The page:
My neighbors have a few (less than 10) that they have in a coop next to their house. I am in Vermont. It gets this cold every year. They have never lost a chicken to cold. Never reported chicken frostbite.

The best thing you can do since you are having a short term emergency, is to get some real data on the problem. Get some readings during the day on the temp outside and inside the coop to see how bad it gets. Next spring, add insulation to the coop, and/or power. Do the best you can in the short term. The time to "fix" this is not now. Now you must simply handle it as best you can. These chickens are doomed, anyway. New ones come in the mail.

If you aren't handy, you can do more damage than good. Work with your strengths, which include compassion, and start your study of the related issues.
posted by FauxScot at 4:02 AM on January 4, 2014 [1 favorite]

I had chickens living on my semi-enclosed porch in upstate NY when it was -20 Fahrenheit. They survived fine.
posted by mareli at 7:39 AM on January 4, 2014

The only thing you really need to worry about is water - either refresh it often, or get a purpose made heated waterer or heater for a waterer. Plenty of bedding like wood shavings and a place out of the wind and they will be fine.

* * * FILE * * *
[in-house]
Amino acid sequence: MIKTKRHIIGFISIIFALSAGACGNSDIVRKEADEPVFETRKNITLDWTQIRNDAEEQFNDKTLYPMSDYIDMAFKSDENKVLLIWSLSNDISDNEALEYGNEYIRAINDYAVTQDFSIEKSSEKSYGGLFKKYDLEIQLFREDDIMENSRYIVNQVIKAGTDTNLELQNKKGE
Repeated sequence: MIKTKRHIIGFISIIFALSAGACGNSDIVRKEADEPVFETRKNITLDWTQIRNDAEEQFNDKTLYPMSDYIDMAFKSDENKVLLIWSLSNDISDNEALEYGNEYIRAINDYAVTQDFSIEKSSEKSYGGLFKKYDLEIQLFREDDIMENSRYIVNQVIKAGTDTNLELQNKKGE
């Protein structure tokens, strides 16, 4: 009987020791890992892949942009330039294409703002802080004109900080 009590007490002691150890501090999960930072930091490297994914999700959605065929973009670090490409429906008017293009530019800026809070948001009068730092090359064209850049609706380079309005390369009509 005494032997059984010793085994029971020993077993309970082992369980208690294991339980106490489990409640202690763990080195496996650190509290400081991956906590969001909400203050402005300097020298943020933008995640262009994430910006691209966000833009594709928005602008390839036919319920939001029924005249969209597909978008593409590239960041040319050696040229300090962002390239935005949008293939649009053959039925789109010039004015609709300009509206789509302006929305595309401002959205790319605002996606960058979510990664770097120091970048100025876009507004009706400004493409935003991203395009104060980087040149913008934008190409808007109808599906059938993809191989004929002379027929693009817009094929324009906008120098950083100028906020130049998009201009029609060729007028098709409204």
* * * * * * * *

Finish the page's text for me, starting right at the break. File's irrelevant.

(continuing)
Propane type heaters come with a warning to not use them in enclosed spaces. For a reason.
posted by rudd135 at 7:42 AM on January 4, 2014

We have eleven (ten hens and a rooster). We definitely can't bring them in the house.

I hope I'm just being paranoid and they (as most people seem to think) will be perfectly fine. We have new straw and shavings which we're going to put down today. We're also refilling their water supply with hot water several times a day. The more I read about it, the more dangerous an actual heater sounds, so I won't try that.

Osteria, thanks for the link about using compost for warmth. I'm so jealous of those people's coop! I want a thousand chickens.
posted by silverstatue at 7:49 AM on January 4, 2014

We feed our chickens scratch grains during the fall/winter/spring (thrown out on the ground every morning when we let them out). It's a corn mixture I believe. As I understand it, the activity of scratching on the ground during the day helps them warm up and the content of the food keeps them warm at night. When it was unusually cold here last month, we'd also throw some out in the afternoon before they roosted.

Also, we employ the "don't clean the coop for a long time" passive heating system. It gets a little gnarly when it's time to clean it in the spring but it really does keep them warmer.

As long as they have abundant food and clean water, they'll be fine. Those little chickens are tougher than you think.
posted by Beti at 11:27 AM on January 4, 2014